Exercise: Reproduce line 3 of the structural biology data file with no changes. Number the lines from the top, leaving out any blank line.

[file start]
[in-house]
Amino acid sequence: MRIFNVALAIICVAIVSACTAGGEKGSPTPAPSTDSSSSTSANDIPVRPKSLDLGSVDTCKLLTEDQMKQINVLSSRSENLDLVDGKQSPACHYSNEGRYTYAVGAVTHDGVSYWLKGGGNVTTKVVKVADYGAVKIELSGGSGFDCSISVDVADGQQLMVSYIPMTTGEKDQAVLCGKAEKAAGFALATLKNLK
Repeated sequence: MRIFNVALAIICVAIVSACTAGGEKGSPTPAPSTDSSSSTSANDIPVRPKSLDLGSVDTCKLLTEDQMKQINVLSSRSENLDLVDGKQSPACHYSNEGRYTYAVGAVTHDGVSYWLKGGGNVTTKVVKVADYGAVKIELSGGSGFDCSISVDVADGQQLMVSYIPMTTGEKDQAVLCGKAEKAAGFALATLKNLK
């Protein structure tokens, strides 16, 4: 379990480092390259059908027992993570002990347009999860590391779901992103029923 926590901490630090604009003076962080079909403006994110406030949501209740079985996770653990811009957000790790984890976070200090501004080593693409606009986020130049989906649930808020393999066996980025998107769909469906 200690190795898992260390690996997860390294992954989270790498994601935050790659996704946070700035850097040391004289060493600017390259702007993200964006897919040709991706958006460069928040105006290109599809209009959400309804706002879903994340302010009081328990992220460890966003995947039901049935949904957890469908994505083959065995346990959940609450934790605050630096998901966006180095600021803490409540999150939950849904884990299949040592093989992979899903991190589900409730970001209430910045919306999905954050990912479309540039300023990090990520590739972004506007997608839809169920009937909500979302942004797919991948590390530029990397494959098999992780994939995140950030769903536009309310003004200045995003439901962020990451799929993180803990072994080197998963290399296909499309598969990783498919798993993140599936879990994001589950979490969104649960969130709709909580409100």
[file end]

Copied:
Repeated sequence: MRIFNVALAIICVAIVSACTAGGEKGSPTPAPSTDSSSSTSANDIPVRPKSLDLGSVDTCKLLTEDQMKQINVLSSRSENLDLVDGKQSPACHYSNEGRYTYAVGAVTHDGVSYWLKGGGNVTTKVVKVADYGAVKIELSGGSGFDCSISVDVADGQQLMVSYIPMTTGEKDQAVLCGKAEKAAGFALATLKNLK